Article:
Critics of Patriot Act Gaining Momentum in Senate
Republicans struggled Thursday to keep a permanent extension of the Patriot Act on track as critics appeared to gain ground in their bid to derail the anti-terrorism legislation.
The two sides were poised for battle on the Senate floor today, where a filibuster was planned to force the framers of a House-backed compromise bill back to the drawing board.
The opponents gained momentum when Sen. Dianne Feinstein (D-Calif.), a defender of the original Patriot Act, said she would support a filibuster. The White House and the Republican leadership sought to corral votes to avoid a year-end political embarrassment.
A deeply divided chamber engaged in an often-emotional debate Thursday, weighing issues of security and liberty on a day that one member noted was the anniversary of the ratification in 1791 of what would become known as the Bill of Rights, including the 4th Amendment’s right against unreasonable searches.
“It is ironic ... that we are considering legislation that would greatly undermine that principle, " said Sen. Ken Salazar (D-Colo.), part of a bipartisan group of nine senators building support for the filibuster.
Senate Majority Leader Bill Frist (R-Tenn.), while acknowledging that the vote would be close, said Thursday he expected the Senate to overcome opposition and pass the legislation. “We’ll have the votes by tomorrow,” Frist said.
But Sen. Patrick J. Leahy (D-Vt.), a leading opponent of the measure, dismissed the prediction and said opponents appeared to have enough support to sustain the procedural stalling tactic.
Sixty votes would be needed in the 100-member chamber to end debate and move to passage of the legislation. The arithmetic could pose a problem: Republicans hold 55 seats, but four are committed to opposing the legislation; even absent further defections, supporters would have to win over nine Democrats.
Senate Republicans were developing a backup plan in case the filibuster threat succeeded, such as a short-term extension of the law in its original form. Others speculated that the leadership might pull the bill at the last minute to avoid an embarrassing denouement.
Feinstein, a moderate who has been a defender of the current law, is considered an important swing vote in the debate. She and others predicted the act would be extended in some form, but without agreement on key changes.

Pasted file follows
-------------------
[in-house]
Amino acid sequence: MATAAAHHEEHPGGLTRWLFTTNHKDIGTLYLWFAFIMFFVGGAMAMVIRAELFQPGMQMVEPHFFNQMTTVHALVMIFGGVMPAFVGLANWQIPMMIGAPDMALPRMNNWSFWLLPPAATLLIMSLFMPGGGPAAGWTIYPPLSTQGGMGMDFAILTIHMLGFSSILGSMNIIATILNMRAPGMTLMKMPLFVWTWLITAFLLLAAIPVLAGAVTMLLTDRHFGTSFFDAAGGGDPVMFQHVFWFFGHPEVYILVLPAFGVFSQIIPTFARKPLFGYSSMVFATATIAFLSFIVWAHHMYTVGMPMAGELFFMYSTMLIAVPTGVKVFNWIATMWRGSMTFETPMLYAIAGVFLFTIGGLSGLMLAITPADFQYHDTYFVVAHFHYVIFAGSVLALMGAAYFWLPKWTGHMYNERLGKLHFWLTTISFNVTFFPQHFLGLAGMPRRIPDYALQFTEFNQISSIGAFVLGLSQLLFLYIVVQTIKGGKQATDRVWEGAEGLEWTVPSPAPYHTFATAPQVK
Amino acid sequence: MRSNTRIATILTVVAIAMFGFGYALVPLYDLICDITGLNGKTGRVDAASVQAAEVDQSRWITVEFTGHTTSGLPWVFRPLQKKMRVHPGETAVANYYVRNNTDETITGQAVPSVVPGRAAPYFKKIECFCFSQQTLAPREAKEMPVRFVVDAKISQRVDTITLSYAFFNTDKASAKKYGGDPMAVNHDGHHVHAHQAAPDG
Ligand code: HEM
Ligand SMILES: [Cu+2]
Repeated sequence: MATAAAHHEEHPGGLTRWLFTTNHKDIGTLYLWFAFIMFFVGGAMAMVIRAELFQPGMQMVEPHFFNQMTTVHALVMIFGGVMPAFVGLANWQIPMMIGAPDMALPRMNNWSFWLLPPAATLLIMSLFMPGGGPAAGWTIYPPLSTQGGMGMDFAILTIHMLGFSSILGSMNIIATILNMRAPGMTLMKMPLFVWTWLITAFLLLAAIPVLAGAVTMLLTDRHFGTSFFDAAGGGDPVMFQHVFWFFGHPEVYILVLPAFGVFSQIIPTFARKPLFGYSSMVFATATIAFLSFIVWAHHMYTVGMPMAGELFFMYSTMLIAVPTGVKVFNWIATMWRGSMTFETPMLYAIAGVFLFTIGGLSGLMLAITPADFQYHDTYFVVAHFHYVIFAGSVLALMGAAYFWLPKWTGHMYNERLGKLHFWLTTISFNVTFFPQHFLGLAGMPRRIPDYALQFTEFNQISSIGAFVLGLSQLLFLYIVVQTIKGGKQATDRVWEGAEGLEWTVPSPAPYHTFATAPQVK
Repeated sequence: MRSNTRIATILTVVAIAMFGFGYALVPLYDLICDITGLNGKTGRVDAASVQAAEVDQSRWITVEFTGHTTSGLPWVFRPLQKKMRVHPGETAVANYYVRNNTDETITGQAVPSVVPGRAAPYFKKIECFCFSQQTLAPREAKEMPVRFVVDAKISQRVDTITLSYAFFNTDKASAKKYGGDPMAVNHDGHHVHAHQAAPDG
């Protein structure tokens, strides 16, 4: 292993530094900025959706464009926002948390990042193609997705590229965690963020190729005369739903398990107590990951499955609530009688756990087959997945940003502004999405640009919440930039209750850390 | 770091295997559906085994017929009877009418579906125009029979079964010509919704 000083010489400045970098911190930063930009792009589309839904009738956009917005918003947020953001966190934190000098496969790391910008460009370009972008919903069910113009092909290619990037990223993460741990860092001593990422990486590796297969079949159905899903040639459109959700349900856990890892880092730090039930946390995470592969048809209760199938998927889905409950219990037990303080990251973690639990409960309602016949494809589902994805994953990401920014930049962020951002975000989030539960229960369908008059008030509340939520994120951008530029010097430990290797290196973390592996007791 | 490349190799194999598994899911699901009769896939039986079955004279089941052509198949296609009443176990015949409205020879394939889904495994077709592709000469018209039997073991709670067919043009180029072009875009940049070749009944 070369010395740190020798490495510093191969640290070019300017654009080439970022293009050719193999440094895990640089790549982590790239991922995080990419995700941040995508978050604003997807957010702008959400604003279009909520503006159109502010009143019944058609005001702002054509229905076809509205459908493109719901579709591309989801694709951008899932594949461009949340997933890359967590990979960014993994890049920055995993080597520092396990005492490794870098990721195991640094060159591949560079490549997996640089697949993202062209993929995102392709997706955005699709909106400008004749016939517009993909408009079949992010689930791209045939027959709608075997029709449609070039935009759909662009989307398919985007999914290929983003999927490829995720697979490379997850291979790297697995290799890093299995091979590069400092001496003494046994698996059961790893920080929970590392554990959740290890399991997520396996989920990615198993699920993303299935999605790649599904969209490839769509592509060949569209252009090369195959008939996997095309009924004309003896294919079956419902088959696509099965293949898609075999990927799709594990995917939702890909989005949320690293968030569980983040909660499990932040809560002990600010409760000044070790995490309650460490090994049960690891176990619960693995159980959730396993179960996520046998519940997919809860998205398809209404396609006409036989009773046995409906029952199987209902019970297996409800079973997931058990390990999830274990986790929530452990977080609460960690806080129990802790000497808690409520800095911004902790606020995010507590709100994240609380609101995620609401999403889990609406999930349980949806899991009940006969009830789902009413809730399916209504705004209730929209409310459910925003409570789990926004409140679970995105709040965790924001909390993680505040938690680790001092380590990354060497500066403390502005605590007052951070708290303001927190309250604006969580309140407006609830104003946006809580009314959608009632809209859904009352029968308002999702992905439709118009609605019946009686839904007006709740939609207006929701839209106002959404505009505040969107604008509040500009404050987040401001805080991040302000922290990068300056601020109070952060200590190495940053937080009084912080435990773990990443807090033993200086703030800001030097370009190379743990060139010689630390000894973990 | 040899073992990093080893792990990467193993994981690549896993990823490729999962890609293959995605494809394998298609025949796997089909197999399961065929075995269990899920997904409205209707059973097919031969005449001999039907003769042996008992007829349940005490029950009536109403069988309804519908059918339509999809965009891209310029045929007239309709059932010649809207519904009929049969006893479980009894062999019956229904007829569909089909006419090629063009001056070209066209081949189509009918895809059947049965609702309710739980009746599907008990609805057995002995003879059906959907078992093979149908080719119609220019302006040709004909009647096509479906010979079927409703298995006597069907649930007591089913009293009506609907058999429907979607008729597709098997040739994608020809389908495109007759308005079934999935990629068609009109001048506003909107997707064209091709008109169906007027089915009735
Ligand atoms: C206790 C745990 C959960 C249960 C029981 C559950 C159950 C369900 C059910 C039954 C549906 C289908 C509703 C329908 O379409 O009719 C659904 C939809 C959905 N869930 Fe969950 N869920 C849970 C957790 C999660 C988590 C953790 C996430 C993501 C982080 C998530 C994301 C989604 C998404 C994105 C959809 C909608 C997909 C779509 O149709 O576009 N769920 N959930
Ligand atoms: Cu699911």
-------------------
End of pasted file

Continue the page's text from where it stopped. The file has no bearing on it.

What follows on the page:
“What will be lost is the much-needed sense that the Patriot Act represents a broad consensus,” Feinstein said on the Senate floor. “Having a consensus bill is of paramount importance.”
The uncertain fate of the legislation owes much to an unlikely alliance that includes Wisconsin Sen. Russell D. Feingold, a possible 2008 Democratic presidential candidate, and several conservative Republicans. The group said the White House miscalculated by not taking their concerns more seriously.
“I think the president has not been especially well-served by those who took on the responsibility of crafting this extension,” said New Hampshire Sen. John E. Sununu, one of four Republicans who support the filibuster.
“I think the administration has been surprised about the depth and breadth of concern on this issue,” Sununu said in an interview. “It is another indication of their lack of engagement. They shouldn’t be surprised. They thought it would be an easy vote.... We all know it is going to be very close.”
The sticking points involve what Sununu described as “a few areas of a very large bill.” Sixteen provisions of the Patriot Act expire on Dec. 31, although the debate has zeroed in on a few, including one popularly known as “the library provision.”
In general, critics contend the law should be changed to require federal agents, when requesting records in terrorism cases, to demonstrate a closer connection between the records they are seeking and terrorism suspects. Without that connection, they say, authorities can engage in fishing expeditions that intrude on the lives of ordinary citizens.
At the same time, many of the provisions have been little-used. The Justice Department has estimated that a form of search warrant that has been at the center of the debate constitutes less than 1% of the number of federal search warrants executed since the attacks of Sept. 11, 2001.
Another section that gives the government authority to obtain records from a broad array of businesses, including libraries and bookstores, has been used a few dozen times, Justice has said.
Supporters predicted dire consequences if the bill did not pass. The Patriot Act “will prevent future acts of terrorism unless we allow it to expire,” Sen. Jon Kyl (R-Ariz.) said. If a filibuster resulted in the act’s ceasing to exist and an attack occurred, “everyone who votes to support a filibuster will have to answer for that,” Kyl said.
Opponents denied they wanted to kill the law. They said they wanted to improve it.
“Jon, you’re wrong,” said Sen. Larry E. Craig, an Idaho Republican. “Jon, you’re just flat wrong. We are talking about and focusing on a very small part.”